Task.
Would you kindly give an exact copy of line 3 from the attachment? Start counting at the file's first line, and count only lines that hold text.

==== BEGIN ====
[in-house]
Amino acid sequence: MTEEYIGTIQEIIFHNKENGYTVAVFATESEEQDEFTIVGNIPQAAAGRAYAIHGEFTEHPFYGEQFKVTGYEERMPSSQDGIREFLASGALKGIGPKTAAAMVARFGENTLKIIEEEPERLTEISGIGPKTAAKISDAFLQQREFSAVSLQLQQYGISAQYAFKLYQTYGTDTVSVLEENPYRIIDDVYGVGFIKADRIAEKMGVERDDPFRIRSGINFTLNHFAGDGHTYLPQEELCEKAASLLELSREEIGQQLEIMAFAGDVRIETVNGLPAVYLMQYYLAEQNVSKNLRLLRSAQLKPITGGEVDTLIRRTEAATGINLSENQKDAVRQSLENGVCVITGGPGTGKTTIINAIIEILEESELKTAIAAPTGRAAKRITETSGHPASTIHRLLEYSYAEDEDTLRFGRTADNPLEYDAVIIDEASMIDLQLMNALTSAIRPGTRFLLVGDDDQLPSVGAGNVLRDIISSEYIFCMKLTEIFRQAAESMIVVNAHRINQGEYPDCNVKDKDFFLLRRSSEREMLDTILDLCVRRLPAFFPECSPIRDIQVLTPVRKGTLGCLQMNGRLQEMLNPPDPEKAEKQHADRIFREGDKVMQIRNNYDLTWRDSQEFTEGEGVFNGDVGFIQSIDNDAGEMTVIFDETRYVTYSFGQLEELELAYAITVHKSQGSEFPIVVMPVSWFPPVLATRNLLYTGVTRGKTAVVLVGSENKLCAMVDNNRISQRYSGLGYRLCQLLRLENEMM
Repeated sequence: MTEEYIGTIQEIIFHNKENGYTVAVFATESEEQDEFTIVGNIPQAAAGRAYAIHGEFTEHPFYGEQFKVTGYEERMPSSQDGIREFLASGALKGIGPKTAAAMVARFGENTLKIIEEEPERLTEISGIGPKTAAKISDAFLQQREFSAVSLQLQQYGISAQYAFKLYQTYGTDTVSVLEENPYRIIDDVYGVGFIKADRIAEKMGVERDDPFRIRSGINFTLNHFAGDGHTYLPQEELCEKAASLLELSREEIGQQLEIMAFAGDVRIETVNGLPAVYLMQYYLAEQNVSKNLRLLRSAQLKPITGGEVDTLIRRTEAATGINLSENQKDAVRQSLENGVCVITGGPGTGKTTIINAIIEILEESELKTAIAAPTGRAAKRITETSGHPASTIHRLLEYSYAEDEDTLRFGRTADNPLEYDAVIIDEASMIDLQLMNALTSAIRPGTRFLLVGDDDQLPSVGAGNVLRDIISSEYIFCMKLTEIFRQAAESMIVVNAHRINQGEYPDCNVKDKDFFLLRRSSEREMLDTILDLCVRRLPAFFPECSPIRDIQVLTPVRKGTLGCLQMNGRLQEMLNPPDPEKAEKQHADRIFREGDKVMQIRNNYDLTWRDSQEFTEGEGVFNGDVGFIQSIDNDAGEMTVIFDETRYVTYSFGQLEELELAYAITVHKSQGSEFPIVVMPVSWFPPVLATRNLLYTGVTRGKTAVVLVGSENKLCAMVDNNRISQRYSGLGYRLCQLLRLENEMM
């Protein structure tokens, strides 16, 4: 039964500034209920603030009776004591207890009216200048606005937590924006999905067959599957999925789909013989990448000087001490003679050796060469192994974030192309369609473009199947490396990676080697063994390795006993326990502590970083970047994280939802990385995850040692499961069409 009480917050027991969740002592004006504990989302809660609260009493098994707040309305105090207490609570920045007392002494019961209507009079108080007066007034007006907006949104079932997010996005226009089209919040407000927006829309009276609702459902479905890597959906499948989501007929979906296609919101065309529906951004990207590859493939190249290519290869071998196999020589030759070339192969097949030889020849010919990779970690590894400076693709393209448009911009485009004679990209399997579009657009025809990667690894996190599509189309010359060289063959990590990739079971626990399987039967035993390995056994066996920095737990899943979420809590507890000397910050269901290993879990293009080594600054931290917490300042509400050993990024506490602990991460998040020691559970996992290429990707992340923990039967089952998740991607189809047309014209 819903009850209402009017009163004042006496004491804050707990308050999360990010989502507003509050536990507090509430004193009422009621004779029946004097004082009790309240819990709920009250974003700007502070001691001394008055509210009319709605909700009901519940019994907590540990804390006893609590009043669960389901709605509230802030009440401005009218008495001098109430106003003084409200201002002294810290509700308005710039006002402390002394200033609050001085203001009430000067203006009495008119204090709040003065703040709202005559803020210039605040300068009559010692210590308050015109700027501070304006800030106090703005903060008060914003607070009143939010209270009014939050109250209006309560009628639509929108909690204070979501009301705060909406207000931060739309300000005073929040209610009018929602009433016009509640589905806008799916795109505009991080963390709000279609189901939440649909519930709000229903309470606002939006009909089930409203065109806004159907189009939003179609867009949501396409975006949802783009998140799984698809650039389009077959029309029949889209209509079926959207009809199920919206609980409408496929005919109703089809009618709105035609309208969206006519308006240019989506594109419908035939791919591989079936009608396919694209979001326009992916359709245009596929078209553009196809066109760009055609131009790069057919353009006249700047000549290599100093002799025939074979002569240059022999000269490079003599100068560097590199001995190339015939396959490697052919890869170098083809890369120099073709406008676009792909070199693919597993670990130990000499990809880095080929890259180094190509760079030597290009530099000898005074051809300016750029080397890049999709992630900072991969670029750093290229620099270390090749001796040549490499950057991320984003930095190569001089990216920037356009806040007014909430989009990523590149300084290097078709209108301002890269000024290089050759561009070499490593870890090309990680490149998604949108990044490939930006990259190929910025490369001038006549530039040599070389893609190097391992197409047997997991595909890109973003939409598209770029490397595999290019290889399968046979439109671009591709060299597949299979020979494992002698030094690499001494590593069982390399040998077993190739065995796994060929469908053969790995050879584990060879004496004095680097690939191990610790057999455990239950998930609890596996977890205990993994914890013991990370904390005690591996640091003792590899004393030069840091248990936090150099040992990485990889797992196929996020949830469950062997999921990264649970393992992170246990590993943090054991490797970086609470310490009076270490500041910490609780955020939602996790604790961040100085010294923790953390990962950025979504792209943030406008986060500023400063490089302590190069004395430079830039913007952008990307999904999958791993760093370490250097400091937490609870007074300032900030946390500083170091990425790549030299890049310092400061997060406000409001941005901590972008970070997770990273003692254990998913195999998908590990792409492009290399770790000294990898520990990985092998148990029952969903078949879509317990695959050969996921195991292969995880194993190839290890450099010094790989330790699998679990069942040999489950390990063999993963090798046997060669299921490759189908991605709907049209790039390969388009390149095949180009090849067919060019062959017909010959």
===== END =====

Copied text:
Repeated sequence: MTEEYIGTIQEIIFHNKENGYTVAVFATESEEQDEFTIVGNIPQAAAGRAYAIHGEFTEHPFYGEQFKVTGYEERMPSSQDGIREFLASGALKGIGPKTAAAMVARFGENTLKIIEEEPERLTEISGIGPKTAAKISDAFLQQREFSAVSLQLQQYGISAQYAFKLYQTYGTDTVSVLEENPYRIIDDVYGVGFIKADRIAEKMGVERDDPFRIRSGINFTLNHFAGDGHTYLPQEELCEKAASLLELSREEIGQQLEIMAFAGDVRIETVNGLPAVYLMQYYLAEQNVSKNLRLLRSAQLKPITGGEVDTLIRRTEAATGINLSENQKDAVRQSLENGVCVITGGPGTGKTTIINAIIEILEESELKTAIAAPTGRAAKRITETSGHPASTIHRLLEYSYAEDEDTLRFGRTADNPLEYDAVIIDEASMIDLQLMNALTSAIRPGTRFLLVGDDDQLPSVGAGNVLRDIISSEYIFCMKLTEIFRQAAESMIVVNAHRINQGEYPDCNVKDKDFFLLRRSSEREMLDTILDLCVRRLPAFFPECSPIRDIQVLTPVRKGTLGCLQMNGRLQEMLNPPDPEKAEKQHADRIFREGDKVMQIRNNYDLTWRDSQEFTEGEGVFNGDVGFIQSIDNDAGEMTVIFDETRYVTYSFGQLEELELAYAITVHKSQGSEFPIVVMPVSWFPPVLATRNLLYTGVTRGKTAVVLVGSENKLCAMVDNNRISQRYSGLGYRLCQLLRLENEMM